Why doesn’t everyone open a brewpub? According to McCallister, purchase and installation of brewing equipment usually require a prohibitive investment and amount of square footage. Plus, the expertise is hard to come by.

McCallister is in the unusual position of running the operation by himself and not requiring a salary or profits from the restaurant. He and his wife live off of her income as a writer and researcher in the biotechnology industry.

“We never had the expectation that the first year we were going to be able to draw a salary and have some great lifestyle, or even a marginal lifestyle,” said D.J., who was hoping first-year gross sales would at least top $500,000. “Maybe even the first five years, we still might be in a position where any money we get from the business might be limited and not enough to support a family.

“This is a self-sustaining business in its first year, and I don’t know where that falls in the expectations of other restaurant owners, but for the first year I’m very happy about that.”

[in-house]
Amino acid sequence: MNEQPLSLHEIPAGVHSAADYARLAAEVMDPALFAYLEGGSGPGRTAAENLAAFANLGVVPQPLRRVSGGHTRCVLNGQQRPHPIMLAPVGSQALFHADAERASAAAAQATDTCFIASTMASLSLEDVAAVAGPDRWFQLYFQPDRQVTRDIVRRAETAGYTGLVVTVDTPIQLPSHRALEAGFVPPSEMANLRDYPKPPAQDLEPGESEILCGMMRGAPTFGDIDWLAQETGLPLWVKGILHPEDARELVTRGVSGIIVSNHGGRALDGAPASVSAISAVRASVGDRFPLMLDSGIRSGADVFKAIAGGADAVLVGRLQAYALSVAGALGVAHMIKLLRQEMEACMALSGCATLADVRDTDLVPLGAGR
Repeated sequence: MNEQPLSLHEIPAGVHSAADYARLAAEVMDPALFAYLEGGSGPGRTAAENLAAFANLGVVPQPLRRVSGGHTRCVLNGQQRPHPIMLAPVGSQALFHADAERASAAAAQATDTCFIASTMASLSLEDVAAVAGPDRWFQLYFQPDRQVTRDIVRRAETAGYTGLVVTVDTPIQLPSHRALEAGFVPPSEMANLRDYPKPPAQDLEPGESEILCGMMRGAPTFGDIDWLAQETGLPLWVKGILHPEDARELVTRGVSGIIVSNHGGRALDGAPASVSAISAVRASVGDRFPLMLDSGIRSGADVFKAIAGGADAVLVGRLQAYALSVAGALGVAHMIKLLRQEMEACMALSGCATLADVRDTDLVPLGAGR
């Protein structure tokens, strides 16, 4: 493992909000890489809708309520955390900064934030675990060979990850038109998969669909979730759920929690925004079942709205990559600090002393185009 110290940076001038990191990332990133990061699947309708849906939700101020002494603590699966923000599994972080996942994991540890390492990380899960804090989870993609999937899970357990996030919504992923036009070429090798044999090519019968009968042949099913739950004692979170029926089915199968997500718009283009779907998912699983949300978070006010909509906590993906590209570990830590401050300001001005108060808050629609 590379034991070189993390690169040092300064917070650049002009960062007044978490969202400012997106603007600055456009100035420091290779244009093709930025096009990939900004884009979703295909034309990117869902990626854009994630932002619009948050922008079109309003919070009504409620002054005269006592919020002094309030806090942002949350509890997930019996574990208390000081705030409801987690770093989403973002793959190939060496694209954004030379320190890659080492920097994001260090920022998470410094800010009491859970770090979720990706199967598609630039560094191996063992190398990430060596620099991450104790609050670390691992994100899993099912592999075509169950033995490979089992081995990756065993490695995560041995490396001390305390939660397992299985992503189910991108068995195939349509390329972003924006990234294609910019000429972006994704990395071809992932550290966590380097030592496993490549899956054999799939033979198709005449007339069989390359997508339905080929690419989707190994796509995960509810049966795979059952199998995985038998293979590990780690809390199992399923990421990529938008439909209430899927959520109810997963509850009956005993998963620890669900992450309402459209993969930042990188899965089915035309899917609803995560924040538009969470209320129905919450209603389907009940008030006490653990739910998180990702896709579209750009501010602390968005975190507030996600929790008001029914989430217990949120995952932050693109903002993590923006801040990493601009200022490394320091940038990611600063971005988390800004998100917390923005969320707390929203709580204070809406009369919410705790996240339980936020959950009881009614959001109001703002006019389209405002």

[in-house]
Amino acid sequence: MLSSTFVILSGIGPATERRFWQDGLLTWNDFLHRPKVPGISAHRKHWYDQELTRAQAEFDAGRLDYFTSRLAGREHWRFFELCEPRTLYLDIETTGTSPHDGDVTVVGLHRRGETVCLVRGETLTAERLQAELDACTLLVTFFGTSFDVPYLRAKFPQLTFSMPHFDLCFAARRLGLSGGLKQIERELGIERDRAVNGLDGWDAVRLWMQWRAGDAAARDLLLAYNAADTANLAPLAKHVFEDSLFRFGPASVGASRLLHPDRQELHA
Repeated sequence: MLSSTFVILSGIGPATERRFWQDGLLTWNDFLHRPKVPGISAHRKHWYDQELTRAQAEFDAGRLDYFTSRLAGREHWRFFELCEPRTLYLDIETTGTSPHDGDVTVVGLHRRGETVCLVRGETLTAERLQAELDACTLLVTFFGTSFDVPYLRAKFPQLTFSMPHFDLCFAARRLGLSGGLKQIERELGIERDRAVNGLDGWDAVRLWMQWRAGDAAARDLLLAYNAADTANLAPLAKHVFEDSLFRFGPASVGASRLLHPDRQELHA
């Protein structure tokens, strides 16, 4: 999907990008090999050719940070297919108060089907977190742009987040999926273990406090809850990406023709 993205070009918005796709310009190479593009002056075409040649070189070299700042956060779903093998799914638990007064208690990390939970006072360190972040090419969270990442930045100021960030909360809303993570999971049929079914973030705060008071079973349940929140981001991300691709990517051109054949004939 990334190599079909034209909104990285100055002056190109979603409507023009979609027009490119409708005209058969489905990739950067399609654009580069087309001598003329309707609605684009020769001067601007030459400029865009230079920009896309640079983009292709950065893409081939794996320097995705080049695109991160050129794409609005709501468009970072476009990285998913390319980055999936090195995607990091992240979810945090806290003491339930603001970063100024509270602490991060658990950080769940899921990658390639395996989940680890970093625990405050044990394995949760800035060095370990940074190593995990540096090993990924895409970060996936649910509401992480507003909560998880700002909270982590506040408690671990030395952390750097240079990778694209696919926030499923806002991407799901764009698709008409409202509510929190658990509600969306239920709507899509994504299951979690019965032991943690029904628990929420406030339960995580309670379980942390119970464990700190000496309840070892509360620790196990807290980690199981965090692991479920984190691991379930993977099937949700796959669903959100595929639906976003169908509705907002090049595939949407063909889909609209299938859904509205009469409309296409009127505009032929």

Black Swan Brewpub
2067 E. Hadley Road, Plainfield
(317) 838-7444
Concept: Modern pub food (think "gastropub") with European influences, and featuring a beer menu consisting exclusively of craft brews--most created on site.
Founded: Oct. 10, 2010
Owners: Husband-and-wife D.J. and Erin McCallister
Startup costs: The restaurant required about $80,000, and the brewery was finished in late June for about $50,000 (financed with a $50,000 SBA loan).
Gross sales: $597,000 for the first 12 months of operation; the enterprise essentially has been breaking even since the beginning of the year.
Employees: 23 to 28, depending on the season.
Seating: 120 inside, and 30 on an exterior deck.
Goals: To be able to predict weekly sales within 10 percent; to continue to develop more beers and improve the brewing process; and to institute definitive systems for operations.
Good to know: Executive chef Nick Carter and D.J. McCallister were fraternity brothers at Wabash College; Carter most recently was executive chef for in-house eateries in Nordstrom's two Indianapolis locations (and left the downtown Nordstrom Cafe before it closed earlier this year).



  • Master Brewer
    I'm glad to hear that D.J. has his on-site brewery up and running - his expertise with the wort is second to none!
  • Not impressed
    Dont waste your money.
  • hidden gem